Handley v. State

Annotate this Case

615 P.2d 627 (1980)

Joseph HANDLEY, Appellant, v. STATE of Alaska, Appellee.

Nos. 3946, 4935.

Supreme Court of Alaska.

August 29, 1980.

*628 John F. Rosie, Whiting & Rosie, Fairbanks, for appellant.

Harry L. Davis, Dist. Atty., Fairbanks, Avrum M. Gross, Atty. Gen., Juneau, for appellee.

Before RABINOWITZ, C.J., and CONNOR, BOOCHEVER,[*] BURKE and MATTHEWS, JJ.

OPINION

BURKE, Justice.

The pivotal issue in these appeals[1] is whether the trial court erred in determining whether a witness was qualified to testify as an expert. We believe error was committed and reverse and remand the case for a new trial.

After trial by jury in the superior court, Joseph Handley was convicted of first degree murder[2] and shooting with intent *629 to kill.[3] Handley's defense to each of those charges was one of diminished capacity.[4] While he did not dispute the state's allegation that he had shot two people, killing one of them, Handley claimed that these acts were done without the particular intent or mental state necessary to support a finding of guilt on either charge. Specifically, he argued that he shot his victims while in an "alcoholic blackout,"[5] which deprived him of the ability to premeditate, deliberate or form an intent to kill.[6]

In support of his defense of diminished capacity, Handley attempted to introduce the testimony of Dr. John Baertschy. In essence, Dr. Baertschy's testimony would have been that, in his opinion, Handley was in an alcoholic blackout at the time of the shootings, which made him unaware of what he was doing. The prosecution objected to Dr. Baertschy's testimony, arguing that he was not qualified to testify as an expert on the subjects in question, namely: the phenomenon of alcoholic blackout and its effect, if any, on Handley's mental state at the time he committed the acts leading to his conviction. After voir dire examination, conducted outside the presence of the jury, the objection was sustained and Dr. Baertschy was not permitted to testify on those subjects.

The state's objection to Dr. Baertschy's testimony was two-fold. First, it was the state's position that Dr. Baertschy was not qualified because he is not a clinical psychologist, qualified to be licensed under Alaska law.[7] Second, the state contended that he was not otherwise qualified, by virtue of his training and experience, to give opinion testimony on the particular subjects forming the basis for the defense of diminished capacity, i.e., the phenomenon of alcoholic blackout and how such a condition might have affected Handley's ability to premeditate, deliberate or form an intent to kill.[8] The state makes the same arguments in this appeal.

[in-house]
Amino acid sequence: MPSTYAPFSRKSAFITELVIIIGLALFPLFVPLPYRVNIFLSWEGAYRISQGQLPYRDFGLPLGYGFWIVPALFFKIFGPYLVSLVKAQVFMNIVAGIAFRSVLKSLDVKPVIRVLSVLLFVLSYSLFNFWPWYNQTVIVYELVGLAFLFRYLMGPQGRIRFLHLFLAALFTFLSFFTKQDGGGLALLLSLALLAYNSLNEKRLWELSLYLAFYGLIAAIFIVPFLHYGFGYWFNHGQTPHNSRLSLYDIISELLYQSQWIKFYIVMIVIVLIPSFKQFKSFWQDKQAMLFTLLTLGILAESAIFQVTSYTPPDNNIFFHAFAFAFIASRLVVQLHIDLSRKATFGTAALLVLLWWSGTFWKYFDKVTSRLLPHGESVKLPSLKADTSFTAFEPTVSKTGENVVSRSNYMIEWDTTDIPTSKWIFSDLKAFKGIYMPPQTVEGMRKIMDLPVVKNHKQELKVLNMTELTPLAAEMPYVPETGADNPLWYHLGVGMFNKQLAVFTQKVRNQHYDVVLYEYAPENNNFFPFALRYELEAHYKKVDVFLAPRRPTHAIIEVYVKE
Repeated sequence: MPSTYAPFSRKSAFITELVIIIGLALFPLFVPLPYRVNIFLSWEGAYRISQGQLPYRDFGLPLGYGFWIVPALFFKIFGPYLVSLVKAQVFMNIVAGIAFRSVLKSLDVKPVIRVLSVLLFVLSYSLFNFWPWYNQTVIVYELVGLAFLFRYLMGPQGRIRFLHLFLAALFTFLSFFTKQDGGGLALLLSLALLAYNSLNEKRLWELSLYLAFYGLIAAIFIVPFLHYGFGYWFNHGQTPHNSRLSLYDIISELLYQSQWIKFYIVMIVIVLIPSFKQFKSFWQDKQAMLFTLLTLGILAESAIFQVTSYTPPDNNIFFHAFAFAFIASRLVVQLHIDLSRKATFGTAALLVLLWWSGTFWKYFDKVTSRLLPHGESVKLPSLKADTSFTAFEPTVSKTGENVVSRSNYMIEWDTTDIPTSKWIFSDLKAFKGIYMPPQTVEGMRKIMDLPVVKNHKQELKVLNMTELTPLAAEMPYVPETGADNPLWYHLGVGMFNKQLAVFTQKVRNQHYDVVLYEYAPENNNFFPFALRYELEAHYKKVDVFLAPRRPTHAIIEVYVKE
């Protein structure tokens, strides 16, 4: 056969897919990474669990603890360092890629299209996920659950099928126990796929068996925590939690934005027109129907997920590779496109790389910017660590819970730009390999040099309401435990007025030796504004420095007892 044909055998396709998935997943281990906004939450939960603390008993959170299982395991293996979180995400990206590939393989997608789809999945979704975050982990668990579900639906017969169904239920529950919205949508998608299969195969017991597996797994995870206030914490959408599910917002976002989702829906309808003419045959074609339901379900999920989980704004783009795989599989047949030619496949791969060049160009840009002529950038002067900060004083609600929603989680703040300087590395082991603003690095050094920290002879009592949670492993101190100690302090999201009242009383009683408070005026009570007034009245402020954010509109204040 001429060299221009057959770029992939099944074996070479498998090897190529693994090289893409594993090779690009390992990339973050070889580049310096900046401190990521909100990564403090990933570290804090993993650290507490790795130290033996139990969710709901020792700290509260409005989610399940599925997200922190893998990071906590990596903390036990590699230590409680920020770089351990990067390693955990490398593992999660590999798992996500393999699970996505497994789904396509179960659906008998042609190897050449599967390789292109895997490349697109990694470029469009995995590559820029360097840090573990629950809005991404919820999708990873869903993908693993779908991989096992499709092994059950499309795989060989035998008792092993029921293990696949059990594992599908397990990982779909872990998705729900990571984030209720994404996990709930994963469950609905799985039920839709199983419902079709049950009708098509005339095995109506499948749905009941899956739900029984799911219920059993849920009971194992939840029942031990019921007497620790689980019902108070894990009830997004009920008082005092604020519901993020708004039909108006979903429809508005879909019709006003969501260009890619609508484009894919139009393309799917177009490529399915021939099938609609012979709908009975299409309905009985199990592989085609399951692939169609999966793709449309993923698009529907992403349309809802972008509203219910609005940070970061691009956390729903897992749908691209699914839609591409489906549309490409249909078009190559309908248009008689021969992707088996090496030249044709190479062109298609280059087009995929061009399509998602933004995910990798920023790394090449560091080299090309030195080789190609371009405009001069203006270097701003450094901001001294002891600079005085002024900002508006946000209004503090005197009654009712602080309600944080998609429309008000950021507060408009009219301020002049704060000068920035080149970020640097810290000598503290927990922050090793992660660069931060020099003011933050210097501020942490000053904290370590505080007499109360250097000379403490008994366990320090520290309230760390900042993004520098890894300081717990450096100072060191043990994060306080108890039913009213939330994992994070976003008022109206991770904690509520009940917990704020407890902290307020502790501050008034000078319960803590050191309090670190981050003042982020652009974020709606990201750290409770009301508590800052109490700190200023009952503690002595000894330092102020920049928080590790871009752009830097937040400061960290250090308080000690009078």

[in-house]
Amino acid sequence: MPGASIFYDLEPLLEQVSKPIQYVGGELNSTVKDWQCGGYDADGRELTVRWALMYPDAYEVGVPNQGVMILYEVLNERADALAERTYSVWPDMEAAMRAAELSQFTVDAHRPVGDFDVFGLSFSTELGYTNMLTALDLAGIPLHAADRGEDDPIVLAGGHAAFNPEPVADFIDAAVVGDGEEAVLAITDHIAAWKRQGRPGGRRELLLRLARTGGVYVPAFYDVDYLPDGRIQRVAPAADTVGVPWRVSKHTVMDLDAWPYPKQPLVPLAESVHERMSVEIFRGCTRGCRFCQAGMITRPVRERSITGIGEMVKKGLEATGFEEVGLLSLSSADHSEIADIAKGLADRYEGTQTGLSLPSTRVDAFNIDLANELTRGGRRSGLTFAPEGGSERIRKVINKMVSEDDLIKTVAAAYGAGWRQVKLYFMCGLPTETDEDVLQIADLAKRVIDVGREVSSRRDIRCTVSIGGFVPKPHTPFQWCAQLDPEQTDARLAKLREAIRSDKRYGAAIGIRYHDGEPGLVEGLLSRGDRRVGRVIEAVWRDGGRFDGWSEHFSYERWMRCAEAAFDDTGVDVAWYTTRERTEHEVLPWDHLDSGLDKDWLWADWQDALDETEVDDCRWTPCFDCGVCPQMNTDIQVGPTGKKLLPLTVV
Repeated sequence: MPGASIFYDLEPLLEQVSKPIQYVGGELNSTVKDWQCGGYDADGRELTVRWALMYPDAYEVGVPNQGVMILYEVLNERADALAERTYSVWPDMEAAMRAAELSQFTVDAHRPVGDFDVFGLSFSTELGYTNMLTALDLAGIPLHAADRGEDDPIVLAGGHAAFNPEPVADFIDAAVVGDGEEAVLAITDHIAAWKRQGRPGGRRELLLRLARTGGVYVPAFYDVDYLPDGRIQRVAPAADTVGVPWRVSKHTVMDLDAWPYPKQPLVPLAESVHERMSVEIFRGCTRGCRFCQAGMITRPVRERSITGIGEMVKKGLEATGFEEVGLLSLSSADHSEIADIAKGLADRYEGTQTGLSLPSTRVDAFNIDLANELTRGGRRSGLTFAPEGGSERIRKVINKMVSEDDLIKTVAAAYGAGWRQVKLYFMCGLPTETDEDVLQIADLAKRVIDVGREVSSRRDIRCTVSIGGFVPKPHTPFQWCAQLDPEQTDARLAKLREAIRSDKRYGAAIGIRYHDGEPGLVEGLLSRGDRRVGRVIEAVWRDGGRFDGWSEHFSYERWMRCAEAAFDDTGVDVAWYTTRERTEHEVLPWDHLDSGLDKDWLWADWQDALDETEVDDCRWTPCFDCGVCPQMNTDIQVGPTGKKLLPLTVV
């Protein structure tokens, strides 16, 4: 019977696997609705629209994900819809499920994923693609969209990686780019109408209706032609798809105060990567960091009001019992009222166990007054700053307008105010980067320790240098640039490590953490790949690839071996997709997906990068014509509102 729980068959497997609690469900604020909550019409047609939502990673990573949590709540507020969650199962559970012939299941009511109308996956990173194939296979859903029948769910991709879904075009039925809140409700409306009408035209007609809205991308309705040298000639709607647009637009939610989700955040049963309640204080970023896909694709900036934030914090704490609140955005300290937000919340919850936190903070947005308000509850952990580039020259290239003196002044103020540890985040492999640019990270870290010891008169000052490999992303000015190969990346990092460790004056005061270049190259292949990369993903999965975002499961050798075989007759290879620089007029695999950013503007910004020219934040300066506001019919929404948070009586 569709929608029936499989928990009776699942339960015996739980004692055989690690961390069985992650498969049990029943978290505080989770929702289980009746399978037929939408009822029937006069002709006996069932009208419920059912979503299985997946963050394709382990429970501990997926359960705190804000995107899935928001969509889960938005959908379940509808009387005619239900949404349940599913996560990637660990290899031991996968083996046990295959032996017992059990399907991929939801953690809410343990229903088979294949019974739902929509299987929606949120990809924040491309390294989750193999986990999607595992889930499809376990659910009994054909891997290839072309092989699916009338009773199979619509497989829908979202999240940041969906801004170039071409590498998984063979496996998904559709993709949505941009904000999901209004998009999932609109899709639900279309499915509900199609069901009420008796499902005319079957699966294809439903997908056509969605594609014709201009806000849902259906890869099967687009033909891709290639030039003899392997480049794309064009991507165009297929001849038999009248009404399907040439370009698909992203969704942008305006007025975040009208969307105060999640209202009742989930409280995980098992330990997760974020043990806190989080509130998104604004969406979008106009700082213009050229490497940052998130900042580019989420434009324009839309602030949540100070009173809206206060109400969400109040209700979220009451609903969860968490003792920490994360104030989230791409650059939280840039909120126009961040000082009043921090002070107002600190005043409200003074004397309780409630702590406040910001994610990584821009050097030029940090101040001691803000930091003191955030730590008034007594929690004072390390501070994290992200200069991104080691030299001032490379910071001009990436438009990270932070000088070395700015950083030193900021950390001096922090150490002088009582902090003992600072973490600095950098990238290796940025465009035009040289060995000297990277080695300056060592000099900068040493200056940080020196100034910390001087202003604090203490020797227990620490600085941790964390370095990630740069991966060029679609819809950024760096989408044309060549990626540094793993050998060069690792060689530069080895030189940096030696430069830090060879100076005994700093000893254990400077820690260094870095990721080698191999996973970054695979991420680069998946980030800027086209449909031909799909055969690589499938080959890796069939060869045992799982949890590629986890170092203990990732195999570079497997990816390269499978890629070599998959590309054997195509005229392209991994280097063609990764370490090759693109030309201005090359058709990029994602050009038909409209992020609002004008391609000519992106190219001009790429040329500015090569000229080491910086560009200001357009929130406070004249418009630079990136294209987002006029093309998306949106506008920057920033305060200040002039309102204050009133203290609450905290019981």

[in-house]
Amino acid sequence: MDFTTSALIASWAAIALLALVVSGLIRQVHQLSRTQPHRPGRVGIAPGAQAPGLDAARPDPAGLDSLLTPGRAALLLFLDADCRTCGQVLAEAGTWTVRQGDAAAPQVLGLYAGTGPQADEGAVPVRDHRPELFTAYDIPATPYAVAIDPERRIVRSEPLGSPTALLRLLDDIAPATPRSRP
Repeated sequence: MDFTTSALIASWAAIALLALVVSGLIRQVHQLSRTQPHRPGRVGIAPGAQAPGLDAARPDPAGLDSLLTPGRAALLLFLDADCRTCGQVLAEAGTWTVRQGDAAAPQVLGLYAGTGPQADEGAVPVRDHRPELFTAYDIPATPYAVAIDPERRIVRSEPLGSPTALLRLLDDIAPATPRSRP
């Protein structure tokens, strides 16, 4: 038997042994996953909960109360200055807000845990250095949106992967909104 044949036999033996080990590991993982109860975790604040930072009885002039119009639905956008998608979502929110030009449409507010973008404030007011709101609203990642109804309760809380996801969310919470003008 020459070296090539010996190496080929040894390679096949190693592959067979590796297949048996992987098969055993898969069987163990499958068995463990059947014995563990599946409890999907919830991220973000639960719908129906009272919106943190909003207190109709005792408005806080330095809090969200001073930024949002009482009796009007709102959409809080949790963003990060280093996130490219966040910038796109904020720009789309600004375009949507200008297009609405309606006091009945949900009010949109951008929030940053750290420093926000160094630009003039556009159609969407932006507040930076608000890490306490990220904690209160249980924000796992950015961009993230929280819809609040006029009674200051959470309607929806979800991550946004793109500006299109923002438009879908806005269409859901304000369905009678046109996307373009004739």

*630 The decision whether to permit a witness to testify as an expert is one committed to the sound discretion of the trial court. Pederson v. State, 420 P.2d 327, 335 (Alaska 1966). Such decisions are reviewable only for abuse. Id. Thus, the question that we must now decide is whether in disallowing Dr. Baertschy's testimony the trial court abused its discretion. Lewis v. State, 469 P.2d 689, 695 (Alaska 1970). The answer to that question turns upon "whether the reasons for the exercise of [the court's] discretion are clearly untenable or unreasonable." Id. By this, "we mean [whether] he either misconstrued or misapplied the rule concerning the amount of skill required to qualify one as an expert witness, where the rule had an important bearing upon appellant's case." Id. at 697. In the case at bar, we are convinced that the trial court did abuse its discretion. Moreover, since Dr. Baertschy's testimony was the key to Handley's defense of diminished capacity, we are unable to say that its exclusion did not appreciably affect the jury's verdict. Thus, the court's error in refusing to admit that evidence cannot be regarded as harmless. Love v. State, 457 P.2d 622 (Alaska 1969). Accordingly, Handley's conviction must be reversed.

Dr. Baertschy holds a bachelor's degree in psychology from the University of Wisconsin, a master's degree in counseling psychology from the University of Denver, and a doctorate from the University of Colorado. The latter is an interdisciplinary degree, combining work in the departments of psychology and sociology, with declared competency in social psychology, criminology in deviant behavior and social theory. Prior to obtaining this degree he served a one year internship under a board certified psychiatrist and also a board certified clinical psychologist.

After obtaining his doctorate, Dr. Baertschy did post-graduate work in alcohol and drug education, rehabilitation and prevention, under the auspices of the Department of Social Actions, United States Air Force. In the Air Force, he spent over six years at a disposition center for court martialed enlisted personnel, working with deviant behavior cases, approximately half of which were related to middle and late stages of alcoholism. This was followed by a year and a half devoted to alcohol education and work in the area of outpatient rehabilitation.

At the time of trial, Dr. Baertschy was director of clinical services for the Fairbanks Native Association, Comprehensive Alcoholism Program. In that capacity, he was responsible for the overall treatment program, which included an alcohol detoxification center, a half-way house and a treatment facility, all located in the Fairbanks area. At that time, there were twenty in-patients in the program and a large number of persons being treated on an outpatient basis.

Dr. Baertschy estimated that since 1968, when he entered the field, he had seen between 2,000 and 3,000 problem cases, at least one-third of which were related to alcohol abuse. Some of those cases involved firsthand observations of intoxicated persons whom Dr. Baertschy believed to be suffering from alcoholic blackout: "[T]hey would appear as if they could attempt to reason but in reality they could not reason and they were not aware of what was going on." Dr. Baertschy also had read professional journal articles pertaining to the phenomenon of alcoholic blackout.[9]